By Devan Moonsamy
Whether your company is big or small, it is in line for tax benefits between R40 000 and R120 000 per learner completing an accredited course!
The value in training staff through learnerships, internships and skills programmes accredited companies benefits your company financially in several ways. Well-trained staff are far better equipped to meet client and internal company needs. It also brings about personal growth and social and economic growth and upliftment. However, if you are concerned about the costs involved, both the South African Revenue Service (SARS) and the Sector Education and Training Authority (SETA) relevant to your industry have structured financial benefits for companies that train their staff through accredited providers.
The Income Tax Act provides employers with a tax allowance when they enter into qualifying registered learnership agreements with their employees to encourage skills development and job creation. The allowance is an incentive paid by SARS to employers that train employees according to the requirements of the relevant SETA. Those in the training field are aware of the desperate need for training in South Africa, and the government is also serious about promoting this. Thus companies are in line for these excellent benefits, but few take advantage of them.
Companies can receive both an annual allowance for each year a learner is under a registered learnership agreement, and a completion allowance as a once-off payment upon the employee’s successful completion of their studies. Curious to know just how much this amounts to? You will be surprised!
For a learner without a disability, the annual tax allowance is between R20 000 and R40 000, depending on the National Qualifications Framework (NQF) level at which the student is studying. As for the completion allowance, it is the same amount! Thus, a learner registered for and completing a year-long learnership through an accredited training provider can lead to a R40 000 to R80 000 tax benefit for the company in addition to their increased expertise and skills competencies.
Should the learner have a disability, the benefits are more than double! The annual allowance is R50 000 to R60 000, depending on the NQF level. Again the completion allowance is also R50 000 to R60 000. Employing and training a person with a disability is thus a major advantage to a company. Accredited training leads to a R100 000 to R120 000 tax benefit for a single year-long learnership in these cases.
This means that learnerships end up paying for themselves and cost the company far less than most assume. The main outlay is merely stationery and computer access. Learners do need time to attend training sessions, and possibly a short period of leave to study for their final test, if this is required for their qualification. This small investment will see exponential results, as I have witnessed time and again with our learners at ICHAF. A wonderful example of this is where employees I worked with started out as cleaners and drivers and grew through training into admin and management positions. Employees in such cases feel valued and enjoy their work. They remain engaged in the workplace and loyal to their employer over many years of their career.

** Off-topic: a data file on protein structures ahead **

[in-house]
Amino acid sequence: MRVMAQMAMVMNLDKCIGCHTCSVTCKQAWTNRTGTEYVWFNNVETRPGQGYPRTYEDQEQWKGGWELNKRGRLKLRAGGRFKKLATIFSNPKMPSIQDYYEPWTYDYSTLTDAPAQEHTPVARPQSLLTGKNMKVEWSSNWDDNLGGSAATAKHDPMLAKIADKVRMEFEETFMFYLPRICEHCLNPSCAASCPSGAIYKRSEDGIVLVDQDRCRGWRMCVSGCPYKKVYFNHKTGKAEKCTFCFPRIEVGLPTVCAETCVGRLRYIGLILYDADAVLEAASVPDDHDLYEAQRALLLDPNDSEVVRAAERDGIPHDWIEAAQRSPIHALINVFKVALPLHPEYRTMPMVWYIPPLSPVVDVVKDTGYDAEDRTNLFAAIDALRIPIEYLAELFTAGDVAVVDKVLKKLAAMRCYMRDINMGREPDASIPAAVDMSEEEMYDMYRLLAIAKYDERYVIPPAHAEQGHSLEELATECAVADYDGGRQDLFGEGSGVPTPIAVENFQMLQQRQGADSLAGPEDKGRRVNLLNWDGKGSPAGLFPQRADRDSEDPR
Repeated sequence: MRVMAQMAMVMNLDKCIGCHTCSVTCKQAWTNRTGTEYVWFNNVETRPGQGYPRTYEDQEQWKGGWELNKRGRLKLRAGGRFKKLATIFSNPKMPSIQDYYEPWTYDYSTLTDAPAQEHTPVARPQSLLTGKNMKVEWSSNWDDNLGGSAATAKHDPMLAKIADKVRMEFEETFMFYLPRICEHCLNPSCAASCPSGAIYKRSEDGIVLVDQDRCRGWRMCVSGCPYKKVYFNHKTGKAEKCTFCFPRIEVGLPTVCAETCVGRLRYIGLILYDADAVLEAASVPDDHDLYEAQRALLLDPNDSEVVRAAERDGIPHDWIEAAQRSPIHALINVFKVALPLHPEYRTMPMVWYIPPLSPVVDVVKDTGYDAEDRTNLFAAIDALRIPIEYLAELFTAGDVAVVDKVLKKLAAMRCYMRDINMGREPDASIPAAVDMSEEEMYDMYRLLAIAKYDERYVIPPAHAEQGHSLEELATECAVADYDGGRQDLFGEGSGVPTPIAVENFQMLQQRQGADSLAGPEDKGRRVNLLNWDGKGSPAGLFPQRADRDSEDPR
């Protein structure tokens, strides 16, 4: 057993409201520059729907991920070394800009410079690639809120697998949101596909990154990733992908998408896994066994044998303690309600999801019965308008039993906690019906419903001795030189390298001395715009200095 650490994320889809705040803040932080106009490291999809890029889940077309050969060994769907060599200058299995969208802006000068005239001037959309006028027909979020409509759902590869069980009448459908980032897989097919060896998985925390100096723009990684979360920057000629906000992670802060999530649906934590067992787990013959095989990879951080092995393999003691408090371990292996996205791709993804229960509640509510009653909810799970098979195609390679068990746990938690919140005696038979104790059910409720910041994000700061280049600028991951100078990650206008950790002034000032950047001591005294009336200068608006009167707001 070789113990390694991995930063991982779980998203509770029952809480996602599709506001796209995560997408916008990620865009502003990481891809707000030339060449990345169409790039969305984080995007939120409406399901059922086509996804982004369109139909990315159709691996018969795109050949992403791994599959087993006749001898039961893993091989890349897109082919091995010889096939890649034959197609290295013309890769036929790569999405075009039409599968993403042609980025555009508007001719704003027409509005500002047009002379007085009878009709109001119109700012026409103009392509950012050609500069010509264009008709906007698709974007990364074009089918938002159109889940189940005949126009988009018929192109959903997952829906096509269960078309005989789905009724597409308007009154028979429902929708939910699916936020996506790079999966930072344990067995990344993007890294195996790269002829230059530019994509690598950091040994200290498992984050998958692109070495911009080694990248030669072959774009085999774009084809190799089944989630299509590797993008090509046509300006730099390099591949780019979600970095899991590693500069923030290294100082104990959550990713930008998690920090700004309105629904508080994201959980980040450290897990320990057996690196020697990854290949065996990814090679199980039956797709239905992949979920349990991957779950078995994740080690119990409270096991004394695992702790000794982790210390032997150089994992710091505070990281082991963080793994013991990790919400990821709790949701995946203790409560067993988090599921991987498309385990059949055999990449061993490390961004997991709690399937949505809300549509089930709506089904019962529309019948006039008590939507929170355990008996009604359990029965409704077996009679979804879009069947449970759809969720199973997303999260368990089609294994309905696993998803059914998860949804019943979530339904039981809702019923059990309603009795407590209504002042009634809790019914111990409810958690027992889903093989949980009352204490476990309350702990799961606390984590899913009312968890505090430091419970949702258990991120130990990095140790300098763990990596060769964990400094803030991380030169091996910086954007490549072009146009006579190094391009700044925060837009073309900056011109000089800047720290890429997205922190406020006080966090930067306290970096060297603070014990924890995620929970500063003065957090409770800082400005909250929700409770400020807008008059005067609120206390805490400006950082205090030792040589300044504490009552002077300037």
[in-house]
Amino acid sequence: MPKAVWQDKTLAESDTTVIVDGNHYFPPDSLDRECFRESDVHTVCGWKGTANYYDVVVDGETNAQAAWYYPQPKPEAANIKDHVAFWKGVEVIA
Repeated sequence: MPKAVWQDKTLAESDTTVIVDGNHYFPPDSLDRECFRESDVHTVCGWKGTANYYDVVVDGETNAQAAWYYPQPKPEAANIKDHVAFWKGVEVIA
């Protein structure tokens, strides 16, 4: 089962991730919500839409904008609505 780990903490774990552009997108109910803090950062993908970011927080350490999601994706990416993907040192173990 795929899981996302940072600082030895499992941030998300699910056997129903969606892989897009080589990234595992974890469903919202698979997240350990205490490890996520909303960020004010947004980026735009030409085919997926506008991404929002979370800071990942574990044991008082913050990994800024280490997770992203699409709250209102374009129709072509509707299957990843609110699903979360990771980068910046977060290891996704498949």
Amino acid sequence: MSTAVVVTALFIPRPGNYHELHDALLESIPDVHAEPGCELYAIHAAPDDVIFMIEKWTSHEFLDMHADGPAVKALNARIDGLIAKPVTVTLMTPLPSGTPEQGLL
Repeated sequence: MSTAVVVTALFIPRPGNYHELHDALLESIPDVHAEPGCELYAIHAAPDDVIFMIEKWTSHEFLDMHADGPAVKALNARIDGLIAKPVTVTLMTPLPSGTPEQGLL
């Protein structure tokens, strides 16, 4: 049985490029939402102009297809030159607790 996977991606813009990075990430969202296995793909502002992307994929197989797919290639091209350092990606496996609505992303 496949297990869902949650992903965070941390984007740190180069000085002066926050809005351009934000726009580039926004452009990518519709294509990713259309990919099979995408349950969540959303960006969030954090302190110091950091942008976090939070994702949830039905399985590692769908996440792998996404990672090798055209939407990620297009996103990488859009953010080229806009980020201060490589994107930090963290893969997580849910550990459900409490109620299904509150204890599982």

Many employers shy away from training as they think it is too costly. They may also think that only large companies that pay the Skills Development Levy are eligible for benefits. This is not true. An employer exempt from the payment of the levy under the Skills Development Levies Act qualifies for a learnership allowance if all other the requirements are met. For example, the training provider must be accredited, and the learner, employer and training provider must together sign a learnership agreement and ensure it is adhered to.
To reap the benefits of staff training that pays for itself, ensure that your company meets the SARS and SETA requirements. Refer to the SARS “Guide on the Tax Incentive for Learnership Agreements” for detailed information. Claims are made using the SARS IT180 IB180 form, “Declaration by employer for the purpose of claiming a deduction for an allowance in respect of a learnership agreement or contract of apprenticeship.”
There are 21 industry-specific SETAs covering everything from agriculture (AGRISETA) to wholesale and retail businesses (W&RSETA). If your company is involved in construction, for example, then you simply need to find out the training requirements of the Construction SETA, which is called CETA. The relevant SETA will provide information on what courses are approved and which companies are accredited to provide them.
One of the most effective introductory courses suitable for most learners is the General Education and Training Certificate in Business Practices (NQF1) administered by the Services SETA. It is a year-long course and, thereafter, the student can progress to more advanced studies and eventually specialise in a certain field. This is but one qualification available from training providers such as ICHAF which is approved for the excellent tax benefits described above.